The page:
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# Interpoles

Author: E.E. Kimberly

To avoid the commutation difficulty actually encountered in old-style generators, narrow poles called interpoles or commutating poles are used, as indicated in Fig. 10-22. These interpoles, being midway between main poles, are just opposite the armature poles shown in Fig. 10-21 (a). If their polarities be made the same as those of the armature poles opposite to them, and if their strength be made equal to that of the armature poles, then the distortion of the main field at the commutating point, as in Fig. 10-21 (c), may be almost entirety prevented. In practice the interpoles are made stronger than just sufficient to neutralize the armature flux, in order to aid in the reversal of current in the coils being commutated. The inductance of the coil tends to retard the reversal of the coil current by generating a prolonging voltage

and the interpoles must have sufficient additional strength to neutralize this inductive voltage. The interpole windings are connected in series with the armature windings, and therefore their correction ampere-turns increase or decrease in the same proportion as do the distorting ampere-turns of the armature.

 Fig. 10-22. Interpole Arrangement and Polarity in a Generator

In a generator the interpoles must be of the same polarity as the main poles which they precede in the direction of rotation.

It is very difficult for a designer to calculate the exact number of turns to be placed on the interpoles, and it is sometimes necessary to connect an adjustable diverter around the interpole windings to permit shunting of a part of the total armature current around those coils. If the ordinary resistance diverter were used, a sudden surge of current caused by a sharp increase in load would not divide between the interpole path and the diverter path in inverse proportion to their respective resistances; but, because of the high reactance of the interpole path, a disproportionately large portion of the surge current would flow through the diverter. Such an improper division would cause the interpole field to fail to rise in proportion to the armature current to be commutated, and would probably cause the commutator to flash over at the brushes. The proper division of surge current can be obtained by inserting, in series with the interpole shunt, a conductor wound around an iron core to form an inductance just equal to that of the interpole coils. Such a diverter is called an inductive shunt.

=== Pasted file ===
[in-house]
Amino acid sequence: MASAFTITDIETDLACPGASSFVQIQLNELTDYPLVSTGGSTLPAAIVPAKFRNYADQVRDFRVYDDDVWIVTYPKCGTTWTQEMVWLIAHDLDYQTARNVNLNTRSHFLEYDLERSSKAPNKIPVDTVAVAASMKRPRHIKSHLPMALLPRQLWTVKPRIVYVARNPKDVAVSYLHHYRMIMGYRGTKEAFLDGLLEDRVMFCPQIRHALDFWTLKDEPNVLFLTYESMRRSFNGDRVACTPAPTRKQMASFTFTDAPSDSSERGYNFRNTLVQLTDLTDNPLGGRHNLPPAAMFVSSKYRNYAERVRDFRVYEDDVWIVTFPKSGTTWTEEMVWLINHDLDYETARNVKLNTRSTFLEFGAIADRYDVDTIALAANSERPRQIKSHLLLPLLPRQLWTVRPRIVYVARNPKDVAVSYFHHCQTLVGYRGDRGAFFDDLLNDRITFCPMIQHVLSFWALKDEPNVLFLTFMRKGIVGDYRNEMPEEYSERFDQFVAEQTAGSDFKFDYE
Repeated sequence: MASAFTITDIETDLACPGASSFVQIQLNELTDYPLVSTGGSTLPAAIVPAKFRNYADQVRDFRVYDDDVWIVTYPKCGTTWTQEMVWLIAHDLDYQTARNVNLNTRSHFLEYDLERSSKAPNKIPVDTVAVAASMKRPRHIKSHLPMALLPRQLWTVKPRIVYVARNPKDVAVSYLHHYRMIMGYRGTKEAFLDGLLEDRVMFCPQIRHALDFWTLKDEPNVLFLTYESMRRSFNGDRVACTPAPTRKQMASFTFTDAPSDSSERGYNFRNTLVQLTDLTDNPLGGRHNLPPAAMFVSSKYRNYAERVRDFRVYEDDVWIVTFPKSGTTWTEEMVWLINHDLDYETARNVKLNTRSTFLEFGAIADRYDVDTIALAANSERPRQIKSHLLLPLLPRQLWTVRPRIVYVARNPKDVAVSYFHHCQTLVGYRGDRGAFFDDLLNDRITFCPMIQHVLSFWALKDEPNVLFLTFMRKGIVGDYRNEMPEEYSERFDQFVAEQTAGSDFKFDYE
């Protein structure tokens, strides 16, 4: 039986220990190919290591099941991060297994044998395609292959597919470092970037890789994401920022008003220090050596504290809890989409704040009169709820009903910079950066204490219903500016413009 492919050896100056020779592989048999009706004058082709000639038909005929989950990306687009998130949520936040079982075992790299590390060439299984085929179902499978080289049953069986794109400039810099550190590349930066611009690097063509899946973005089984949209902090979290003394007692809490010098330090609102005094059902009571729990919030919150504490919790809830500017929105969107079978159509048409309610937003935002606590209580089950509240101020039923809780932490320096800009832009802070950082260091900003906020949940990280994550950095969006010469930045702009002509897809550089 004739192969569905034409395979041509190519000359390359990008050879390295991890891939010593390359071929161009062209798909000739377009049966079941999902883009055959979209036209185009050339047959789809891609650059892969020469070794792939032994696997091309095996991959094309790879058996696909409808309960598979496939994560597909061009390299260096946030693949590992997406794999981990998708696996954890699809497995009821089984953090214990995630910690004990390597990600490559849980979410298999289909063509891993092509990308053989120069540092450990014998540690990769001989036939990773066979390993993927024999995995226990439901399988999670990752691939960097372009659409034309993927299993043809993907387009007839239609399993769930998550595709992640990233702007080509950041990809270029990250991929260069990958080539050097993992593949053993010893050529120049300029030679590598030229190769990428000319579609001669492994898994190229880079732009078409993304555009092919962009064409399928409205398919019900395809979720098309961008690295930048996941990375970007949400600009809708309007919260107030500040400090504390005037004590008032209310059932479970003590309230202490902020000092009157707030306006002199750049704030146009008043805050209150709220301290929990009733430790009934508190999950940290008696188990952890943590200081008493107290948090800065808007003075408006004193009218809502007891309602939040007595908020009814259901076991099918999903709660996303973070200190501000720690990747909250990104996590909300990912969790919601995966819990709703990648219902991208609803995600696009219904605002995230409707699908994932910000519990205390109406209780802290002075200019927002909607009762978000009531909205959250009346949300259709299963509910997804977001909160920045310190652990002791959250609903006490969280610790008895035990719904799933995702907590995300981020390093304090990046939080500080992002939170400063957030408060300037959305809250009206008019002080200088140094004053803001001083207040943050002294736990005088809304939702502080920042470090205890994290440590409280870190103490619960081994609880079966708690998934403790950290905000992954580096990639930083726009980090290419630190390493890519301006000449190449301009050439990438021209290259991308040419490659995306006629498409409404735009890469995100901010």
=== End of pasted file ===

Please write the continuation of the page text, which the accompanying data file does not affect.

Last Update: 2010-10-05